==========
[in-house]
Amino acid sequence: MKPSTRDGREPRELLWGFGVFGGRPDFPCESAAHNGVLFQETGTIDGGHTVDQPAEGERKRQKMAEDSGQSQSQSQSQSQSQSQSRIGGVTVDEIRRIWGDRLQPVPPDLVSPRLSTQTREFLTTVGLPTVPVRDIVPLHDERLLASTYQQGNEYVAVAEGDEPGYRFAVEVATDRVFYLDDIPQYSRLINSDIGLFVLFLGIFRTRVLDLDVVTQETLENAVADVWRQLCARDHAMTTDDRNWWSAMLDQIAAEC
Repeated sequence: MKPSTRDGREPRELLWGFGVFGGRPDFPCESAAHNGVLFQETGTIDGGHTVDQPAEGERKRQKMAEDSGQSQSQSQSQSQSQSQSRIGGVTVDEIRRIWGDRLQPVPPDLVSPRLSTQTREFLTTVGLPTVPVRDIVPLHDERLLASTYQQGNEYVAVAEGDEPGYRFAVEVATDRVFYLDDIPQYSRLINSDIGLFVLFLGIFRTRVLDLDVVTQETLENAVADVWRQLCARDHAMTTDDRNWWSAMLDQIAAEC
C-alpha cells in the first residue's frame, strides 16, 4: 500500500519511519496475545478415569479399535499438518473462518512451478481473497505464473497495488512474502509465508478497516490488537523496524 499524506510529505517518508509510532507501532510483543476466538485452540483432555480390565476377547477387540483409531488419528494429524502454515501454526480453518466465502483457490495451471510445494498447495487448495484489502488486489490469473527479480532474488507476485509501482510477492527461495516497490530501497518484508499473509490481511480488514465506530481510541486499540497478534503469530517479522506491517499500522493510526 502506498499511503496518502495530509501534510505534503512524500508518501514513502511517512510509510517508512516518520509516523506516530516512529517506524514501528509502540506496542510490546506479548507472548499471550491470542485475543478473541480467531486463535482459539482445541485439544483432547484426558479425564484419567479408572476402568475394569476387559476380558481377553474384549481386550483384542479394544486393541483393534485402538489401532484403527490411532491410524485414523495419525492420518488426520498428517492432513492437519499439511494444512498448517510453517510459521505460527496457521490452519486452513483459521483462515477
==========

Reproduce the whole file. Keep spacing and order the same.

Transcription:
[in-house]
Amino acid sequence: MKPSTRDGREPRELLWGFGVFGGRPDFPCESAAHNGVLFQETGTIDGGHTVDQPAEGERKRQKMAEDSGQSQSQSQSQSQSQSQSRIGGVTVDEIRRIWGDRLQPVPPDLVSPRLSTQTREFLTTVGLPTVPVRDIVPLHDERLLASTYQQGNEYVAVAEGDEPGYRFAVEVATDRVFYLDDIPQYSRLINSDIGLFVLFLGIFRTRVLDLDVVTQETLENAVADVWRQLCARDHAMTTDDRNWWSAMLDQIAAEC
Repeated sequence: MKPSTRDGREPRELLWGFGVFGGRPDFPCESAAHNGVLFQETGTIDGGHTVDQPAEGERKRQKMAEDSGQSQSQSQSQSQSQSQSRIGGVTVDEIRRIWGDRLQPVPPDLVSPRLSTQTREFLTTVGLPTVPVRDIVPLHDERLLASTYQQGNEYVAVAEGDEPGYRFAVEVATDRVFYLDDIPQYSRLINSDIGLFVLFLGIFRTRVLDLDVVTQETLENAVADVWRQLCARDHAMTTDDRNWWSAMLDQIAAEC
C-alpha cells in the first residue's frame, strides 16, 4: 500500500519511519496475545478415569479399535499438518473462518512451478481473497505464473497495488512474502509465508478497516490488537523496524 499524506510529505517518508509510532507501532510483543476466538485452540483432555480390565476377547477387540483409531488419528494429524502454515501454526480453518466465502483457490495451471510445494498447495487448495484489502488486489490469473527479480532474488507476485509501482510477492527461495516497490530501497518484508499473509490481511480488514465506530481510541486499540497478534503469530517479522506491517499500522493510526 502506498499511503496518502495530509501534510505534503512524500508518501514513502511517512510509510517508512516518520509516523506516530516512529517506524514501528509502540506496542510490546506479548507472548499471550491470542485475543478473541480467531486463535482459539482445541485439544483432547484426558479425564484419567479408572476402568475394569476387559476380558481377553474384549481386550483384542479394544486393541483393534485402538489401532484403527490411532491410524485414523495419525492420518488426520498428517492432513492437519499439511494444512498448517510453517510459521505460527496457521490452519486452513483459521483462515477